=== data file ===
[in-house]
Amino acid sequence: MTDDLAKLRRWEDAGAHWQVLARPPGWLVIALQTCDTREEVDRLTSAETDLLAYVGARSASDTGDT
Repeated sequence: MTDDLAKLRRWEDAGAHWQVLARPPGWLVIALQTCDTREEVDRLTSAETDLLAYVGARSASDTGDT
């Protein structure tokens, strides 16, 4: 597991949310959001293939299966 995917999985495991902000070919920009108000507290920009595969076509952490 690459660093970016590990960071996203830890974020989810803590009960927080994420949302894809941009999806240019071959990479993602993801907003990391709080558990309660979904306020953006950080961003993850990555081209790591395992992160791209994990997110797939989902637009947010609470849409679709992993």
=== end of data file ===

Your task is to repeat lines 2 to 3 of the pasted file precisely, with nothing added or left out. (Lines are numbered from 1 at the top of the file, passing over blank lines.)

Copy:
Amino acid sequence: MTDDLAKLRRWEDAGAHWQVLARPPGWLVIALQTCDTREEVDRLTSAETDLLAYVGARSASDTGDT
Repeated sequence: MTDDLAKLRRWEDAGAHWQVLARPPGWLVIALQTCDTREEVDRLTSAETDLLAYVGARSASDTGDT